Should I use chemotherapy on my dog with transitional cell carcinoma (TCC) of the urinary bladder?

     This is a very good question and I will confess that as little as a few years ago I  was not a big fan of chemotherapy in dogs.  Likewise, though I discussed this option with families faced with having to treat TCC in their dogs, many would not consider the chemotherapy either because of personal experiences with chemotherapy or because their pets were doing so well following our Ultrasound Guided Endoscopic Laser Ablation (UGELAB) procedure that they did not feel any need to pursue chemotherapy.   Since the prognosis for a patient with TCC was so poor, in the beginning  of our developement of the UGEALB procedure,  we were happy to “knock the tumor for a loop” using the laser and to buy a little extra time without “heavy-duty” medicines.  Traditional surgery provides a median survival time of about 80-129 days for TCC patients.  UGELAB was providing a median survival time of approximately 380 days even when faced with obstructive tumors in the urethra that were considered inoperable before UGELAB.  We were delighted with these results and with repeated laser treatments some dogs were now living years instead of months. 

      Then  “the hammer fell”.   Dogs that had lived much longer than expected as a result of our laser procedure where now  dying not because of the  obstructive nature of transitional cell carcinoma but rather because we had kept them alive long enough to die of metastasis and/or extension into the body cavity around the bladder.    It became obvious that the only way to overcome this frustration was to consider chemotherapy.  Statistically, the longest median survival  time  studied was a combination of mitoxantrone and piroxicam.   Still considering quality of life for  my patients as a primary concern, I consulted with several board certified veterinary oncologists to learn about their experiences with this combination of drugs and what we might expect for our TCC patients.  Surprisingly, the oncologists I spoke with had all had good experiences in administering these drugs in combination without significant side effects.   We had already been using piroxicam for years with minimal side effects, most of which could be handled by adjusting doses or providing protective stomach preparations along with the piroxicam.   Faced with the certainty that our wonderful successes with endoscopic diode laser surgery would eventually be terminated by the development of metastasis,  it seems like a “no brainer”  to give the mitoxantrone and see how we made out.  We had nothing to lose and everything to gain.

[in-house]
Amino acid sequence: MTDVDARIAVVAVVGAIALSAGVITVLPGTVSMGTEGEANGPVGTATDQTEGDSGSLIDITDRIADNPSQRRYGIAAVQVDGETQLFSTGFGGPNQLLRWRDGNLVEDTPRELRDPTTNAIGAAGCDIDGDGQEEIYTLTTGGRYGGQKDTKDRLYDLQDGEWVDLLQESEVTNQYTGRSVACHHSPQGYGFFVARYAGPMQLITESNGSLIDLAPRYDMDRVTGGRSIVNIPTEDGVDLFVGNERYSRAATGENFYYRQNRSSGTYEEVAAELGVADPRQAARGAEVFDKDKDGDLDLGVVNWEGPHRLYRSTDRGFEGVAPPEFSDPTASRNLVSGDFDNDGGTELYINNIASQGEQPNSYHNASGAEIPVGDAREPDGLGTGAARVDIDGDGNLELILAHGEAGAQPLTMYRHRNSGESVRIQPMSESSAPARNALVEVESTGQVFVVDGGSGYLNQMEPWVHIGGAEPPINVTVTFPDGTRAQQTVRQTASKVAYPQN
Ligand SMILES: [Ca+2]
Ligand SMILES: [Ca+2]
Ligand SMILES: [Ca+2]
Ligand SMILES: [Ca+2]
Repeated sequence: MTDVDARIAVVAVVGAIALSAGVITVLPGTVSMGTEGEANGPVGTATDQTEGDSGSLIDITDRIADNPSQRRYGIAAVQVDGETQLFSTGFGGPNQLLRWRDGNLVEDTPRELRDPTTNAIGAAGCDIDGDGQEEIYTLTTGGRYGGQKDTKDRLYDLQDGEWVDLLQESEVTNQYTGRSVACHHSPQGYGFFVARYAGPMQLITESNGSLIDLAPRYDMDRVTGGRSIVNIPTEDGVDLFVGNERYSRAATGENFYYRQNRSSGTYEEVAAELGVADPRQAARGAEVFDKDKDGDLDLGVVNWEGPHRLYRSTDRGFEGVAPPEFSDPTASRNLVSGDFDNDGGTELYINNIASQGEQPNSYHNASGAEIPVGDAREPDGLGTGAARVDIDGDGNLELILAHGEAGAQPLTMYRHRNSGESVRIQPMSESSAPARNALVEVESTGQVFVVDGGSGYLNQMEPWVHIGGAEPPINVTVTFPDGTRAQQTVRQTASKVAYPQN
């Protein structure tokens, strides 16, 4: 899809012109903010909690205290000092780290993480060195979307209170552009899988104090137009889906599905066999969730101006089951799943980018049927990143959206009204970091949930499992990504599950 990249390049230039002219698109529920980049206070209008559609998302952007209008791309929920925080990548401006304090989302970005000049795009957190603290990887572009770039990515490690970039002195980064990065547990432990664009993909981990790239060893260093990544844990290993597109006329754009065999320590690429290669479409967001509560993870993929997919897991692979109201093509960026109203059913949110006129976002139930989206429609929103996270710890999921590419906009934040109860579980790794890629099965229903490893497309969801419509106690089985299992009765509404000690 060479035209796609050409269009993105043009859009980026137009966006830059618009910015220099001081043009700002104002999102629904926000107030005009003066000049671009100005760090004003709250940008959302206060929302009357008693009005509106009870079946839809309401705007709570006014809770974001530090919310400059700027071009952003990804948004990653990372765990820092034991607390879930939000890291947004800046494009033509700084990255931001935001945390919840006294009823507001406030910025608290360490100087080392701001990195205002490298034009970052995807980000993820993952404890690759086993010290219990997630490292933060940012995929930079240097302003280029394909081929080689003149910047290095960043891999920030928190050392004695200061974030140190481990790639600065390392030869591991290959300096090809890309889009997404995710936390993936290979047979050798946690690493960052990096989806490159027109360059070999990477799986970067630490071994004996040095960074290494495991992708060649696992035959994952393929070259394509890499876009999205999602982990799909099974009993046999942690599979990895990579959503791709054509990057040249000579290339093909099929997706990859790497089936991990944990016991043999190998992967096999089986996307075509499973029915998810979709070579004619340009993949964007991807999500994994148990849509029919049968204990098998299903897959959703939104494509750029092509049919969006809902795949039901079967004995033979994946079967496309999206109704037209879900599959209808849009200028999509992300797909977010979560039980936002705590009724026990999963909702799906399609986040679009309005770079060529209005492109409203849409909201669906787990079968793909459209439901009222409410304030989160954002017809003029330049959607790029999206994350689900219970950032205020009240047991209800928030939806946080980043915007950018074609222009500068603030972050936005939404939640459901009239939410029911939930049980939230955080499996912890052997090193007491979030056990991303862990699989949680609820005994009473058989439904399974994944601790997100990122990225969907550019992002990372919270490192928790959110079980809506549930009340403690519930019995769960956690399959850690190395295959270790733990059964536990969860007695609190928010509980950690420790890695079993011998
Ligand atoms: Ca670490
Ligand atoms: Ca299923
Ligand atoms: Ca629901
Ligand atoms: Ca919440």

The first few patients we treated with mitoxantrone could not have gone smoother.   The side effects were minimal and certainly justified considering that we were fighting a cancer that will eventually kill.    Two of our TCC  patients “parents”   reported that their furry kids actually  felt better for a few days after the chemo than they had felt before the treatment.   Difficult to explain,  but no complaints here.  I do not mean to imply that this chemotherapy regimen will not have any side effects.  Some dogs are a little quite for a few days or have a poor appetite.  One of our patients has continued to have a poor appetite long-term and he ( Charlie) insists on having his Mom cook for him but to me, if due to the chemo, this is a small price to pay for a longer and happy life.  Almost all dogs  will develop a very low white blood cell count at 10-14 days and this most be monitored so that the treatment can be adjusted as needed.  We have had no “horror stories” in this regard and every dog has had their blood counts return to normal.  While I am a VERY positive person and attack TCC with a “will win” attitude  we need to recognize that serious side effects are possible  including death.  Faced with the certainty of dying from TCC  my personal belief, given our experiences,  is that proceeding with chemotherapy after  palliative laser therapy (UGELAB) is simply the right thing to do in most cases.